Return with us to those thrilling days of yesteryear, June 6, 1978, when voters approved Proposition 13in California by a landslide 65-35 percent. Proposition 13 is a constitutional amendment that limits property taxes to 1 percent of a property’s market value based on sale price and limits increases to 2 percent a year.
Proposition 13 was opposed by the political, economic, social, and educational establishments. A partial list of naysayers included the AFL-CIO, the California Teachers Association, the American Federation of Teachers, the California State Employees Association, County and Municipal Employees, Bank of America, Atlantic Richfield, Standard Oil, Common Cause, the League of Women Voters, the California PTA, the League of California Cities, the Democrat Party, every major newspaper except the Los Angeles Herald Examiner, the vast majority of state legislators, the 58 county boards of supervisors, most city councils, most school board members, Governor Jerry Brown, and two Republican candidates for Governor, Pete Wilson and Ken Maddy. Opponents massively outspent supporters.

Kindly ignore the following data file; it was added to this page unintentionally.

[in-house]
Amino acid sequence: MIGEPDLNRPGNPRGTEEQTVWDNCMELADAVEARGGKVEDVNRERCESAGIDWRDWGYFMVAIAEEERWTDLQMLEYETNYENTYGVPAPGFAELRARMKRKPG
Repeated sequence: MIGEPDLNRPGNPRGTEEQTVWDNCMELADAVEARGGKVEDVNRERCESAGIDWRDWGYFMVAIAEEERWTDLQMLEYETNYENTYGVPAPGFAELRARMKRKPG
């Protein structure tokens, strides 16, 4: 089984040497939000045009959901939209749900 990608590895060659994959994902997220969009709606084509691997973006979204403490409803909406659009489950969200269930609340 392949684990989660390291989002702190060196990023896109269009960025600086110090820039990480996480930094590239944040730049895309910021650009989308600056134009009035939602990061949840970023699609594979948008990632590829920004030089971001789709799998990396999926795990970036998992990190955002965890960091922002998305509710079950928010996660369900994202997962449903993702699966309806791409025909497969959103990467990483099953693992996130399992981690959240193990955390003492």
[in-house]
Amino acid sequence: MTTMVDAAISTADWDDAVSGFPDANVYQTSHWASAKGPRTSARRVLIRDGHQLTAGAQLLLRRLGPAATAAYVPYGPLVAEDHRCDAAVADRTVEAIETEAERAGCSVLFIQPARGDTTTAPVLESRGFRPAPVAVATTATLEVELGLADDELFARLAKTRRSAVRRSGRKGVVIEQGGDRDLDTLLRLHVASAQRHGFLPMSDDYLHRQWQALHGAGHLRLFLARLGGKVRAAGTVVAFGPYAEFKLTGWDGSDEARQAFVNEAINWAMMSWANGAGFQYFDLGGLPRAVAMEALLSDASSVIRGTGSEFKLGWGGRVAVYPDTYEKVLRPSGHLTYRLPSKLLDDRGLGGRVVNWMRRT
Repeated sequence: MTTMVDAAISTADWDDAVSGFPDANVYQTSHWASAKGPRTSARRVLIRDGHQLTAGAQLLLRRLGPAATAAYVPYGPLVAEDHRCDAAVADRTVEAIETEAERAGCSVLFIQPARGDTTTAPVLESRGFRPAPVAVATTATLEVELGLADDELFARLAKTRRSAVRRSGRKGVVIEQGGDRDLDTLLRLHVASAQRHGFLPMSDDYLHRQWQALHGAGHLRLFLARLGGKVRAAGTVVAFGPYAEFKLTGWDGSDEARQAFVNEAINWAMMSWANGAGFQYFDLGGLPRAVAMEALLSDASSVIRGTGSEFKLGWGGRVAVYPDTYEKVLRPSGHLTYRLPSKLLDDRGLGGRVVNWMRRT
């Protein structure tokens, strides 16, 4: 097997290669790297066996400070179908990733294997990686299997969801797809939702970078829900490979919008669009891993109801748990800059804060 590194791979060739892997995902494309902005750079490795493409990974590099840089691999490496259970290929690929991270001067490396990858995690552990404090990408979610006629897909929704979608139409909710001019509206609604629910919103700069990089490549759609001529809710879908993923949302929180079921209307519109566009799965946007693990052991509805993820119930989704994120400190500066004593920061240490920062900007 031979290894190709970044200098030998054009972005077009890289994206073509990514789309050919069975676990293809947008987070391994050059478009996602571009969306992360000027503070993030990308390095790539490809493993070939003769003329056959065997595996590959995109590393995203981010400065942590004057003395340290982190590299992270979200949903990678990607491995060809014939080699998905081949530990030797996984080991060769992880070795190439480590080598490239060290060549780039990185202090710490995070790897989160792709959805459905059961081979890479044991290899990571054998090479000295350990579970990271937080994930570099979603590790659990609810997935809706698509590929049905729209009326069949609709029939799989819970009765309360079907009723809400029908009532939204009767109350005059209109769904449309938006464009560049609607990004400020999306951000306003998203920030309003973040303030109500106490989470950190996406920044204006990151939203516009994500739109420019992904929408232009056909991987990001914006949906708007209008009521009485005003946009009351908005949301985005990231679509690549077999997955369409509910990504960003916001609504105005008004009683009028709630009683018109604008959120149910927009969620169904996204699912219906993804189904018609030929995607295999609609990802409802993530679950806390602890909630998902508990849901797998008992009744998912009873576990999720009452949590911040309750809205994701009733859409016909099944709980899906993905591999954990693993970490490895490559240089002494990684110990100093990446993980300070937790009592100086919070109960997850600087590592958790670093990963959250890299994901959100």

Opponents ran a campaign of fear against Proposition 13. Radio advertisements repeated that seven past presidents of the American Economic Association and 450 economists teaching in California’s universities, colleges and community colleges warned that cutting $7 billion from property taxes would savage state services and thousands of public servants would lose their jobs.
Pollsters and analysts rushed to explain Proposition 13’s unexpected victory. It was simple.
Even a majority of policemen and firefighters voted for the measure despite being warned that they would likely be the first to lose their jobs. Many told reporters that while they might lose their jobs, they were sure to lose their homes to skyrocketing property taxes unless something was done to halt government greed.
The parallel with Trump is clear. A large number of Americans are fed up with the establishment and its threats. The election of 2016 could well turn out to be a reprise of Proposition 13.